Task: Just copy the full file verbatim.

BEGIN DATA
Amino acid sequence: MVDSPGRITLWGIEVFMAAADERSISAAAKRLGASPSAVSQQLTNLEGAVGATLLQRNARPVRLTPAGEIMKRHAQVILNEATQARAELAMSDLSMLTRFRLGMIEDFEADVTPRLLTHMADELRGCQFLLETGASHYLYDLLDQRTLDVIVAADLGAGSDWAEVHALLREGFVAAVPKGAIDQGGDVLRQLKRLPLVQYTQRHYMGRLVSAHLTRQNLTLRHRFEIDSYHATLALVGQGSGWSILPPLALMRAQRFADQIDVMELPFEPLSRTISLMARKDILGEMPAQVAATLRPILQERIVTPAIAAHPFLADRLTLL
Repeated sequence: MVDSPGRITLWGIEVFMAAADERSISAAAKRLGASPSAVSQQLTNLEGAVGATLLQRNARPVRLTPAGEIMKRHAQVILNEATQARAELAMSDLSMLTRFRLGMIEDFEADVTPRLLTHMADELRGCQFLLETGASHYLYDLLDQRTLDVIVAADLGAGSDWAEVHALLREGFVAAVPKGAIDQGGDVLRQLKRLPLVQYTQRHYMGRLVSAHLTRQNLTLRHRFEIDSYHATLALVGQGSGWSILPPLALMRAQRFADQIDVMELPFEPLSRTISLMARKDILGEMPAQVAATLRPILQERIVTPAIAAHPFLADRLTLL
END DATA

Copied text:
Amino acid sequence: MVDSPGRITLWGIEVFMAAADERSISAAAKRLGASPSAVSQQLTNLEGAVGATLLQRNARPVRLTPAGEIMKRHAQVILNEATQARAELAMSDLSMLTRFRLGMIEDFEADVTPRLLTHMADELRGCQFLLETGASHYLYDLLDQRTLDVIVAADLGAGSDWAEVHALLREGFVAAVPKGAIDQGGDVLRQLKRLPLVQYTQRHYMGRLVSAHLTRQNLTLRHRFEIDSYHATLALVGQGSGWSILPPLALMRAQRFADQIDVMELPFEPLSRTISLMARKDILGEMPAQVAATLRPILQERIVTPAIAAHPFLADRLTLL
Repeated sequence: MVDSPGRITLWGIEVFMAAADERSISAAAKRLGASPSAVSQQLTNLEGAVGATLLQRNARPVRLTPAGEIMKRHAQVILNEATQARAELAMSDLSMLTRFRLGMIEDFEADVTPRLLTHMADELRGCQFLLETGASHYLYDLLDQRTLDVIVAADLGAGSDWAEVHALLREGFVAAVPKGAIDQGGDVLRQLKRLPLVQYTQRHYMGRLVSAHLTRQNLTLRHRFEIDSYHATLALVGQGSGWSILPPLALMRAQRFADQIDVMELPFEPLSRTISLMARKDILGEMPAQVAATLRPILQERIVTPAIAAHPFLADRLTLL